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A Fix for Ubuntu Apparently Caching Network Configuration

I’ve been wrestling with an Ubuntu network configuration issue over the last couple of weeks (off and on between working on other projects), and today I finally found a fix for the problem. The issue was that Ubuntu wouldn’t pick up changes to network interfaces. The fix is so simple I’m almost embarrassed to talk about it (it seems like something that I should have known), but I’m posting it here in case others run into the same issue.

Here’s a bit more context: I was switching some of the network interfaces in my Ubuntu 14.04.2 servers from a “standard” network configuration to using VLAN interfaces (after all, it seemed like such a shame to not more fully utilize the 10GbE and 40GbE interfaces in these servers). Before the reconfiguration, the servers had a network interface configuration file (located in /etc/network/interfaces.d and sourced in /etc/network/interfaces) that looked something like this:

auto p55p1
iface p55p1 inet static
address 172.16.3.201
netmask 255.255.255.0

This interface was connected to a port on a Cumulus Linux-powered Dell S6000-ON that was configured as an access port on a particular VLAN. Everything seemed to work just fine.

After reconfiguration (done using Ansible, more on that in a future post), I had two interface configuration files—one for the physical interface, and one for the VLAN interface. The physical interface file looked like this:

auto p55p1
iface p55p1 inet manual
up ip link set p55p1 up
down ip link set p55p1 down

And the VLAN interface file looked like this:

auto p55p1.3
iface p55p1.3 inet static
address 172.16.3.201
netmask 255.255.255.0

At the same time, the switch port on the Dell S6000-ON was being taken from an access port to a VLAN trunk port (using the configuration found in this post). It was a pretty simple reconfiguration—just move the IP address from the physical interface to the VLAN interface. Piece of cake, right?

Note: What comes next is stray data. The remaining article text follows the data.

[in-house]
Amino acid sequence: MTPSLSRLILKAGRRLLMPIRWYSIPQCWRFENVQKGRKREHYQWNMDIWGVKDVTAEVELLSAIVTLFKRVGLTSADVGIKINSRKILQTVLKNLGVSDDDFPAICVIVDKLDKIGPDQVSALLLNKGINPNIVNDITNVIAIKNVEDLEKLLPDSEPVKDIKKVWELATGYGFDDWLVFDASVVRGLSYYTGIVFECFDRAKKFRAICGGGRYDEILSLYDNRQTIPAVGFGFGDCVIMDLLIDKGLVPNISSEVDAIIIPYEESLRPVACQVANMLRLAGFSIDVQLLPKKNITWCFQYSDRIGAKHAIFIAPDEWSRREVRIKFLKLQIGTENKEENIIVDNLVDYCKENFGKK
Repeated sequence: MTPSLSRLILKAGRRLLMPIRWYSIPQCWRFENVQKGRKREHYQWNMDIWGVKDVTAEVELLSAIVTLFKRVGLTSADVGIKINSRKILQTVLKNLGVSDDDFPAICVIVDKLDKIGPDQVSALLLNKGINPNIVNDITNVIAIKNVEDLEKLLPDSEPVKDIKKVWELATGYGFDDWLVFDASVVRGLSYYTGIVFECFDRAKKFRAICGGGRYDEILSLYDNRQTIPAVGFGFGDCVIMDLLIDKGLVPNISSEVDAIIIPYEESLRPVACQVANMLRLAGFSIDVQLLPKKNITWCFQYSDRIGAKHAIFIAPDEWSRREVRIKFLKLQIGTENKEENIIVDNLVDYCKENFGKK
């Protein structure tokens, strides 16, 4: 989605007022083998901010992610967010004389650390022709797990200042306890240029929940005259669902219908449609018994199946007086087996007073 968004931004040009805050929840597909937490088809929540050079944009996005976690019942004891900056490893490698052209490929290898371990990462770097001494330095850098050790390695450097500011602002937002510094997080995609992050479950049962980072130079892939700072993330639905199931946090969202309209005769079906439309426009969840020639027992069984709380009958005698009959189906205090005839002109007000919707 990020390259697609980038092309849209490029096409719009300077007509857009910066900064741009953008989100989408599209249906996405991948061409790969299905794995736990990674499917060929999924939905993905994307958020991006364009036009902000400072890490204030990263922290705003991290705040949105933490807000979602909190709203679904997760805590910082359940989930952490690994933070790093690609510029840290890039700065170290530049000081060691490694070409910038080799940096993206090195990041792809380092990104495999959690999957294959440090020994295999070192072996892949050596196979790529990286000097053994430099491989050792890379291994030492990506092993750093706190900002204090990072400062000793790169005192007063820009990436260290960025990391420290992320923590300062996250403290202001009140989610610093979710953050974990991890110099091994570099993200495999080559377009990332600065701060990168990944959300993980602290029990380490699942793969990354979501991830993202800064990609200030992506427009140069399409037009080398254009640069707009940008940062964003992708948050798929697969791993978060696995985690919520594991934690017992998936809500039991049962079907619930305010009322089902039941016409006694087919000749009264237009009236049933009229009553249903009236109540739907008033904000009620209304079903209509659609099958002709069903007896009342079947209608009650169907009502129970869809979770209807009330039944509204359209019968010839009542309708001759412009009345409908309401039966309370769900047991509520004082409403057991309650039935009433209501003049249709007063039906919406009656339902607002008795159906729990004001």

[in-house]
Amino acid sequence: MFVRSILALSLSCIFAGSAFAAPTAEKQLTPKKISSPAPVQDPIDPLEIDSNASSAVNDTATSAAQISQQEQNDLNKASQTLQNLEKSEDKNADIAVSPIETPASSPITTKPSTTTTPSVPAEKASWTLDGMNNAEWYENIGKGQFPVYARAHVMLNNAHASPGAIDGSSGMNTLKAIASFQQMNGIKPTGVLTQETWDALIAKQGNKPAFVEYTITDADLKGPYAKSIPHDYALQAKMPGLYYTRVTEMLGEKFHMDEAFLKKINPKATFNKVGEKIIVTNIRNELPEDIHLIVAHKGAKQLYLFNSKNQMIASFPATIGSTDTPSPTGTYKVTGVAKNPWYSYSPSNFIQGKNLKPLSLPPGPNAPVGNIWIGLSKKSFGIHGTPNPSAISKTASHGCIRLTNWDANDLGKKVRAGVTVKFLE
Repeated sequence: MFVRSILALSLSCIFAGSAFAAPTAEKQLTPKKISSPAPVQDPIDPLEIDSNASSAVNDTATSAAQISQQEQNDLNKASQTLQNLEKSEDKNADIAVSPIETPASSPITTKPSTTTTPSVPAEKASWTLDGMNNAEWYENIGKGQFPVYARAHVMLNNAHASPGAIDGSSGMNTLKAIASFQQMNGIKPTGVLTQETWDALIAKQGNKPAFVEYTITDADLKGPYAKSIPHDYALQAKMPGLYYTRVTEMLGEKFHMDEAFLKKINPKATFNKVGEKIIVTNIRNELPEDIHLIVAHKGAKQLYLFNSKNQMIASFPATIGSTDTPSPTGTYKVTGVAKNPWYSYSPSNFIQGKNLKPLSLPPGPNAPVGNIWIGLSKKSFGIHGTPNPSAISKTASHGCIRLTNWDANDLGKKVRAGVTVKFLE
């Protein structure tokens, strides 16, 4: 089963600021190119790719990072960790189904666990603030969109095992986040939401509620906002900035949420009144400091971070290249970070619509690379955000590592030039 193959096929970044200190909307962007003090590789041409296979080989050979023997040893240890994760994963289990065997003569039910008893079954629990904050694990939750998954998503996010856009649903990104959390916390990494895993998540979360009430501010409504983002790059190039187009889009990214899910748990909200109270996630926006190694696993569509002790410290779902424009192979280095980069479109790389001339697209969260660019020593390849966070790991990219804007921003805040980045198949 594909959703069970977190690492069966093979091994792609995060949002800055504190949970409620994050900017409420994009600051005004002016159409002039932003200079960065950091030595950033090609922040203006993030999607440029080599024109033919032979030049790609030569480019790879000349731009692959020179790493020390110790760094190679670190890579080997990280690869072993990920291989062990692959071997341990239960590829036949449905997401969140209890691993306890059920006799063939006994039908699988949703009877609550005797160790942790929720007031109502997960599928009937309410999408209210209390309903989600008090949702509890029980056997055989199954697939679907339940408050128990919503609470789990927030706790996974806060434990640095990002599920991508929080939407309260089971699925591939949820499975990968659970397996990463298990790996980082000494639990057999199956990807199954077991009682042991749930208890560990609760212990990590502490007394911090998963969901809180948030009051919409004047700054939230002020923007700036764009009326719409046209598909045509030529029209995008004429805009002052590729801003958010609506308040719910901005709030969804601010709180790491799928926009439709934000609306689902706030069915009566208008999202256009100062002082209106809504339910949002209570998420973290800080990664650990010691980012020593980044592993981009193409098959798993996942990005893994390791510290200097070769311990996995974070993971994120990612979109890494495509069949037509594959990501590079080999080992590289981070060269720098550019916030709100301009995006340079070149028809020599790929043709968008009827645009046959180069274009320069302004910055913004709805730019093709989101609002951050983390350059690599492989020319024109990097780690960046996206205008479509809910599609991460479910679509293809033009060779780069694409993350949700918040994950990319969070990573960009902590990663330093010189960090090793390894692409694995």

Except that I saw all sorts of really weird results—HostA could ping HostB, but HostB couldn’t ping HostA. Restarting the network interfaces using a variety of methods (initctl, service networking restart, ip link set, and ifup/ifdown) all resulted in what appeared to be reverting the changes. I’d see the IP address pop back onto the physical interface, which resulted in the same IP address on two different interfaces. This caused multiple routes in the routing table, etc. Very odd.

Rebooting would fix it, but come on—rebooting a server to make network changes? What is this, Windows in the 1990s? (Sorry, couldn’t resist!) I tried the #ubuntu-server IRC channel on Freenode; although the folks there were helpful, no solution presented itself.

Finally, today, I found the solution. As described here, Ubuntu will apparently totally ignore changes in the network configuration files for devices that have already been defined and then changed (which was the case here—the physical interface was defined, then changed). The fix is to run the command ip addr flush dev <devicename> after taking the interface down. Simple! I incorporated this command into the Ansible tasks in my playbook, re-ran the playbook to institute some changes (with a --limit switch to restrict operation to a particular host), and it worked perfectly.

The takeaway, therefore, is to be sure to flush the device configuration (using ip addr flush dev <devicename>) when you need to move the IP address from one interface to another so as to avoid the same issues that I was seeing.

Here’s hoping this helps someone else!

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